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On the Blu-ray:

The Blu-ray comes with a 1080i HD transfer which faithfully preserves the sumptuous visuals without problems. It’s an utterly gorgeous film, and the transfer is equally lovely, capturing of Ridley’s intended colour-coded subtle look flawlessly, whilst handling the copious amounts of scenes bathed in darkness with wonderful clarity. The audio is equally superb, clearly balancing the ambient chaos of London streets and creepy, otherworldly shrieks of demonic and crystal-clear dialogue and lending the jump scares an extra ounce of effectiveness.

Features-wise, most notably the disc comes with an audio commentary from writer-director Ridley. It’s a talkative track filled with behind the scenes info and interesting snippets, from Ridley’s explanation of the colour-coded visuals to the nature of the demonic masks, hand-made by Ridley in his kitchen and designed to embody the nature of urban gang violence, with their knife-slashed mouths, bullet-hole eyes and shrapnel slug teeth. While his passion and creativity is clear to hear, the track doesn’t especially counter the film’s inherent problems. For fans of the film though, it’s a must-listen, and especially worthwhile for fans of the sporadically-working Ridley considering it might be another 15 years before he decides to make another film.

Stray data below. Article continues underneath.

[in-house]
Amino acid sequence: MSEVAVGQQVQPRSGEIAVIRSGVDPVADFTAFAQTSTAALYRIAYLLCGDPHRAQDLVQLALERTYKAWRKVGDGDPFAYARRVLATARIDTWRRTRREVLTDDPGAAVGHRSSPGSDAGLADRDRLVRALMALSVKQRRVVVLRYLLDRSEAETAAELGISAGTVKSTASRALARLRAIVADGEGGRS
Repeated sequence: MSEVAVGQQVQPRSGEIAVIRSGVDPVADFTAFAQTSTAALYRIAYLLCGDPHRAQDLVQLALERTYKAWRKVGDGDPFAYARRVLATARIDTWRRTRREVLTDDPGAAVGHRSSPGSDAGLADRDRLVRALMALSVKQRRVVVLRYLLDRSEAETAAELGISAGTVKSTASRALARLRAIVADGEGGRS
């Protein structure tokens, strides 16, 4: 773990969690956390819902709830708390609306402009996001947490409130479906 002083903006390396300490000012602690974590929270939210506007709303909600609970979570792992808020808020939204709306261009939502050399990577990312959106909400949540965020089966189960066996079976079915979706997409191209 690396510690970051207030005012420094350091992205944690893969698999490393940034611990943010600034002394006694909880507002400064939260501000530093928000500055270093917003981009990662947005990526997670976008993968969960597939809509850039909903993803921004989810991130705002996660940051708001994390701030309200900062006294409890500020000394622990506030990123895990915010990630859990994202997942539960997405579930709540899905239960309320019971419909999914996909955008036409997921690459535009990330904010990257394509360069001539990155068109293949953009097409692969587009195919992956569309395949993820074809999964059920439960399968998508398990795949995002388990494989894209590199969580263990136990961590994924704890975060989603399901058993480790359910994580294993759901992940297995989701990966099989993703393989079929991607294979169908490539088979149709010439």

There’s a behind the scenes feature titled ‘Dynamite Sky: The Making of Heartless‘, but it doesn’t offer much worthwhile insight, and is mostly snippets of bland interviews and B-Roll footage, though the inclusion of audition tape footage from Sturgess and Nikita Mistry who plays Belle is a nice addition.

Also on the Blu-ray are a couple of live music videos of Sturgess performing two of the film’s original tracks, a photo gallery and the theatrical trailer in 1080p HD.

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Heartless is available to buy on Blu-ray and DVD in the UK now.
Click here to order the Blu-ray from Zavvi.com, where it’s currently only £14.85.

(Note: The images above were captured and saved at a reduced quality, and though they give an idea of how the film looks, they aren’t intended to reflect the true quality of the Blu-ray image itself.)